Pied Piper has lost his touch
Joe Meixell | Thursday, September 2, 2004
For more than a decade R. Kelly has been the King of R&B.
The Pied Piper, the moniker which Kelly currently uses, has more No. 1 hits than any comparable artist of his genre and has won numerous Grammys and Soul Train Awards along the way. Much like his literary counterpart, Kelly has enchanted the public with his music. By exploring such topics as sex, lust, love, gang violence and Christianity, he has gained a diverse following including devout R&B fans and teeny-boppers. The same man who created the raunchy sex-anthems, “Bump and Grind,” “You Remind of Something” and “Feelin’ on Yo Booty” also generated such inspirational hits as ” I Believe I Can Fly” and “The World’s Greatest.” Still, with so much success, Kelly has had his fair share of problems. The much-publicized R. Kelly Sex Tape of 2002 accompanied his recent indictment for sexual misconduct with a minor. Such transgressions have done much to damage the singers’ reputation and ultimately jeopardize his career.
R. Kelly’s new work, “Happy People/ U Saved Me,” represents an emphatic appeal to the public for a second chance. The double CD, unlike his previous efforts, attempts to reconcile Kelly with his fans by avoiding all sexual overtones and ramping up the “I am a sinner and God is good” mantra. The balladeer tries his best to let the listener know he is sorry for his mistakes and grateful for the opportunity to redeem himself. Nevertheless, since the CD is so unlike Kelly’s other works, one is never really sure if it’s a public relations move or an actual movement towards Christ by the Pied Piper.
At any length, the first album, “Happy People,” displays why Kelly has clearly lost his way. The album is a collection of 11 songs whose main purpose, as stated by Kelly too many times in the introduction of each song, is to make the listener dance. Nearly every song employs what has become known as the Chicago step beat: a slow relaxed groove reminiscent of some of Frankie Beverly’s work. With his songs titled “Love Street,” “Love Signals” and “Steppin’ into Heaven,” Kelly makes it obvious that by loving and “stepping” everyone can be happy. Despite the subject matter, every track ends ups sounding like a remix of the remix of “Step in the Name of Love” from Kelly’s last release, “Chocolate Factory”.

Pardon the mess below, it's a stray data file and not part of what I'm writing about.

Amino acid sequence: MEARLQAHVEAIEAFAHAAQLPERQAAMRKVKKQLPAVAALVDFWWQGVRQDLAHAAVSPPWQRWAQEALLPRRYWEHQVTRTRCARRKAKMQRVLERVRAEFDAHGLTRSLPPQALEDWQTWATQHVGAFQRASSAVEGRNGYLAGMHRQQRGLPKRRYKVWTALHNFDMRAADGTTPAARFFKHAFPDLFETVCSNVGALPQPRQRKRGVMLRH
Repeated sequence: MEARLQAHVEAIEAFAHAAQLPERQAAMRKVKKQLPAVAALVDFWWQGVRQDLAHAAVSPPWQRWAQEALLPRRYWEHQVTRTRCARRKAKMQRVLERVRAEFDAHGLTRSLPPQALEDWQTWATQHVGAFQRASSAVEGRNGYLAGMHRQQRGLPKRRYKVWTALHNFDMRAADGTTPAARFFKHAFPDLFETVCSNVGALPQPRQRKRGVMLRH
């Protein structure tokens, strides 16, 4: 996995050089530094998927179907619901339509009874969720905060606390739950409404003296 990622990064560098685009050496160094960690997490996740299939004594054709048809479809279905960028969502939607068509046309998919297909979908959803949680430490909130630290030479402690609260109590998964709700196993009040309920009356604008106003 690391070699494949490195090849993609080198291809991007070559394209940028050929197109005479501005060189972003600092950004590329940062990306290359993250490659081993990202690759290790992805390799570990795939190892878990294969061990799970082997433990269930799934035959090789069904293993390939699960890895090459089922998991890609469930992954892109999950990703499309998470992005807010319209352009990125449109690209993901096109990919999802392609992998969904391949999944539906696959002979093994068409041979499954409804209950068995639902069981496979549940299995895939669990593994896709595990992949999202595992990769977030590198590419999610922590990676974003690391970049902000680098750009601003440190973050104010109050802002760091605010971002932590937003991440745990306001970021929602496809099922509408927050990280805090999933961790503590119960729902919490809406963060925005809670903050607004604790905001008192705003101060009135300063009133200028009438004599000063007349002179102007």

The lone standout on “Happy People” is Kelly’s tribute to Marvin Gaye, “If I Could Make the World Dance.” With its relaxed mellow beat and smooth melody, the song sounds a lot like Gaye’s “Mercy Mercy Me.” Even the lyrics are reminiscent of Gaye’s call to peace: “Picture us in a land / where there is no more war / shakings hands with my brother / respecting my sister / I’m offering a dance that heals / a melody that you can feel / love is the key all it takes is you me / If I could make the world dance.” If only Kelly would realize how to make more songs like this song, he might actually get the listener to dance without having to ask or tell him or her to.
“U Saved Me,” the second disc, is what one might consider Kelly’s heartfelt apology. Each and every song is a gospel testimony for 2004. They use the lyrical styling often found on Kelly’s urban hits while surrounding them with lush contemporary R&B beats and melodies. Many of the songs focus entirely on the power of prayer. For example, “Prayer Changes” tells the story of a family suffering from numerous issues such as alcoholism, domestic violence, marital troubles and difficulties performing in school. The refrain of prayer changes lets the listener know prayer can make all things possible – even Kelly shedding the old role he embraced as a smooth-talking sex addict.
Overall, “Happy People / U Saved Me” reveals two significant things about Kelly. First, even though he is not quite the artist the world knew before the sex scandals, he is still capable of stringing together not one, but two albums that are below his old standards but not bad to listen to. Although the songs on both albums are somewhat repetitive in terms of both sound and message, the message itself will appeal to Kelly’s core listeners and will even get a few people to dance.
Nonetheless, these albums demonstrate Kelly’s difficulty in reconciling his past transgressions and his Christian faith with his pop icon status. No longer is he willing to explore sex in a manner few have ever attempted before or even move R&B in a slightly different direction. Thus Happy People/ U Saved Me begs the question: Will the Pied Piper ever be able to redeem himself after leading the children so far astray?